Type-2 diabetes breakthrough as key genes identified

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Understanding Type-2 Diabetes

The most important genes associated with a risk of developing type-2 diabetes have been identified, scientists report today in a new study.

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The research, published online in Nature, is the first time the genetic makeup of any disease has been mapped in such detail. It should enable scientists to develop a genetic test to show an individual their likelihood of developing diabetes mellitus type 2, commonly known as type-2 diabetes.

The researchers identified four loci, or points on individuals' genetic maps, which corresponded to a risk of developing the disorder. The scientists, from Imperial College London, McGill University, Canada, and other international institutions, believe their findings explain up to 70% of the genetic background of type-2 diabetes.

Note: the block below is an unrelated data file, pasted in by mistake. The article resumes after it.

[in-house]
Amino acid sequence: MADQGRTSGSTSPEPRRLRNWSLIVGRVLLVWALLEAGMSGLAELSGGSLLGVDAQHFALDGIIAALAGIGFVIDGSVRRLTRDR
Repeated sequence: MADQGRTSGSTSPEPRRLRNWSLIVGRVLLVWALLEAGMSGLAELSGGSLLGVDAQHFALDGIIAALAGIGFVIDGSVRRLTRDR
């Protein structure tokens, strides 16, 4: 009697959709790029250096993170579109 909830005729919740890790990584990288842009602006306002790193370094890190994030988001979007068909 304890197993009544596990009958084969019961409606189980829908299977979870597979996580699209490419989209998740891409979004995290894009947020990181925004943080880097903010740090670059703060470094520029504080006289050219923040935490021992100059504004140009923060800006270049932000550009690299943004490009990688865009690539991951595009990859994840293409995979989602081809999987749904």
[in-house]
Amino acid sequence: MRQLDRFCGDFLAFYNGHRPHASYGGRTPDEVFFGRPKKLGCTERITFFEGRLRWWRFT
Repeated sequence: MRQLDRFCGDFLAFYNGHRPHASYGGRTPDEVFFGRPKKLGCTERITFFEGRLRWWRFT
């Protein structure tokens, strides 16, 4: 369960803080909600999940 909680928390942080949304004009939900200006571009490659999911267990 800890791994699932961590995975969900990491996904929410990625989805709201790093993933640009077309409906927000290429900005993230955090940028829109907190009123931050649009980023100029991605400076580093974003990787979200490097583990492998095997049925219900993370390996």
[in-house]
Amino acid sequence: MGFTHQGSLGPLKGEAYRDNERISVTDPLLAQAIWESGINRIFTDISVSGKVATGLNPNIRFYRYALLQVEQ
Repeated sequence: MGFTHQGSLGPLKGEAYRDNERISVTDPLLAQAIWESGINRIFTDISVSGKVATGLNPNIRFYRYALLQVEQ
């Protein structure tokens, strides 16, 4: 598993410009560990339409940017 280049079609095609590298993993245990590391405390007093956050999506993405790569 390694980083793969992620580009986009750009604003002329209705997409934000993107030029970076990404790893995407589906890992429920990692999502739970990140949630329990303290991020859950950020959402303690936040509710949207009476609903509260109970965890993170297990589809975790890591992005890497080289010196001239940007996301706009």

In addition, one of the genetic mutations which they detected might further explain the causes behind type-2 diabetes, potentially leading to new treatments. The research revealed that people with type-2 diabetes have a mutation in a particular zinc transporter known as SLC30A8, which is involved in regulating insulin secretion. Type-2 diabetes is associated with a deficiency in insulin and the researchers believe it may be possible to treat it by fixing this transporter.

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